When Do I Need a Writ of Replevin to Pick up Personal Property?

B&BTake a moment for “Bits & Bytes,” as Attorney Deanne Koll explains when a lender would need to obtain a Writ of Replevin to take possession of a debtor’s collateral.

Disclaimer: This video is designed to be educational and informative, but it is not legal advice. Collection law is constantly evolving and subject to change. Each situation is unique, and each case should be addressed to fit the unique situation.

Replevin actions are often filed by secured creditors seeking to take possession of collateral securing loans. A common example is where a lender initiates a replevin action to gain possession of a skidsteer it took as collateral for a loan, following default on that loan.

The replevin action is a request to the court for a judgment against the debtor so that the lender may take possession of (in our example) the skidsteer.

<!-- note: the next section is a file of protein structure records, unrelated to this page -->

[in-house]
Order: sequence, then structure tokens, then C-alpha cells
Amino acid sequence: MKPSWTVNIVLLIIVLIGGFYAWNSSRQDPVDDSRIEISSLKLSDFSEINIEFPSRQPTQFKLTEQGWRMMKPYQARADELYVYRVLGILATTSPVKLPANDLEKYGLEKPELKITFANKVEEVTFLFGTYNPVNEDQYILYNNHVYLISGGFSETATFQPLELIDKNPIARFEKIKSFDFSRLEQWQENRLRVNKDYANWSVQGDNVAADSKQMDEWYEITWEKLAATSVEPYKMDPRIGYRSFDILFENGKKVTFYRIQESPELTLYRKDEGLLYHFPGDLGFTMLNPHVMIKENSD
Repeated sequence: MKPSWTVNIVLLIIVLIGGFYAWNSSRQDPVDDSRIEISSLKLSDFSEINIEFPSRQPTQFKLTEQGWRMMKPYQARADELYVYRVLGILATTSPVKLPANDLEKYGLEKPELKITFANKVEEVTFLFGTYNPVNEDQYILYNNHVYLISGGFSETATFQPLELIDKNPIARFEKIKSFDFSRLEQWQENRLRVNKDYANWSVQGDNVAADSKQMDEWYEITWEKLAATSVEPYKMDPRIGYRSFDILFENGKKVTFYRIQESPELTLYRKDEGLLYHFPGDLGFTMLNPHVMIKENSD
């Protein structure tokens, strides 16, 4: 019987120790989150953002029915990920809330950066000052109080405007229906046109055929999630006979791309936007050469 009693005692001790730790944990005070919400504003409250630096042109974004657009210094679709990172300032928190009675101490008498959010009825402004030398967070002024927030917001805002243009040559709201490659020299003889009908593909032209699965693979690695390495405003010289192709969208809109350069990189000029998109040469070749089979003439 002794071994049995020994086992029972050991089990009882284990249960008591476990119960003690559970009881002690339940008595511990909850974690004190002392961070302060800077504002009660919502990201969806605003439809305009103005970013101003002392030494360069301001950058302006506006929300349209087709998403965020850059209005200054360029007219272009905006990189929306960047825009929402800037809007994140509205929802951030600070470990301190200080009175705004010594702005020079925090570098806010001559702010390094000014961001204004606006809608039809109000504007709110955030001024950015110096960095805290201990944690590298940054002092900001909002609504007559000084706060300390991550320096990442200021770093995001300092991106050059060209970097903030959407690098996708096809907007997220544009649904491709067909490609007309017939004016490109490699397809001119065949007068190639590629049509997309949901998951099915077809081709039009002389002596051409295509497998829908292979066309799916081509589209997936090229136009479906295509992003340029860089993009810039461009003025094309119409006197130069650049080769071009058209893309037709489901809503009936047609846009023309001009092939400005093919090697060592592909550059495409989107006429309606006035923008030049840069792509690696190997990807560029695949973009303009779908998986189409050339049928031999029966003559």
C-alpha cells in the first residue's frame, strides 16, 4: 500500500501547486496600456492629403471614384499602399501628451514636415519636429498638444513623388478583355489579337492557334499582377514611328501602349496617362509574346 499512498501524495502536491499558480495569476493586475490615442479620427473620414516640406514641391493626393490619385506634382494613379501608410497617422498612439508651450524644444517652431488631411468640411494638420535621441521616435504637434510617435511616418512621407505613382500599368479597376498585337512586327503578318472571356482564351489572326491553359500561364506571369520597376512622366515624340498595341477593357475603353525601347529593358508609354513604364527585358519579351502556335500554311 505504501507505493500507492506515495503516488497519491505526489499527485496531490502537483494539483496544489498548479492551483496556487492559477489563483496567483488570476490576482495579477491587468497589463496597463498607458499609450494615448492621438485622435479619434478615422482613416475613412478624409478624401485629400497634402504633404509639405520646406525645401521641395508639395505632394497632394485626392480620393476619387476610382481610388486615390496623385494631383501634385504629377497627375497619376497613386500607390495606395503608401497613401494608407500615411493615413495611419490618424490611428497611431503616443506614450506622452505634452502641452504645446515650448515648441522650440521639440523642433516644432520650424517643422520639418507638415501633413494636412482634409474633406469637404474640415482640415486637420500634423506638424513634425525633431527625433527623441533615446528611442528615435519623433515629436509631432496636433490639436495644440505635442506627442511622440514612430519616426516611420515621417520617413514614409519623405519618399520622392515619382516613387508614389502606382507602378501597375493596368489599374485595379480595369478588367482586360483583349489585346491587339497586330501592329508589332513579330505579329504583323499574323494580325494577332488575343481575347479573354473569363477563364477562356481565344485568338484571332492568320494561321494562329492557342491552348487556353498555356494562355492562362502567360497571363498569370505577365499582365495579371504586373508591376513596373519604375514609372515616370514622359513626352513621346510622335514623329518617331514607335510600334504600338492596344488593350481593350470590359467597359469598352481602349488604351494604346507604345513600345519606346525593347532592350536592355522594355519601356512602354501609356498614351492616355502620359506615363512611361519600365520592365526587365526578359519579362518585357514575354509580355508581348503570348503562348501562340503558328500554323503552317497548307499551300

Sometimes, even after the lender obtains the judgment of replevin, the debtor will not voluntarily surrender the collateral. In those circumstances, it may be necessary for the lender to request a Writ of Replevin from the court.

A Writ is an order signed by the court directing the sheriff to assist the lender to repossess the collateral.

A Writ of Replevin must be used if the debtor is uncooperative in returning personal property. A lender may not, without the Writ (and the sheriff), enter the debtor’s property and remove personal property. The Writ gives the sheriff this right.

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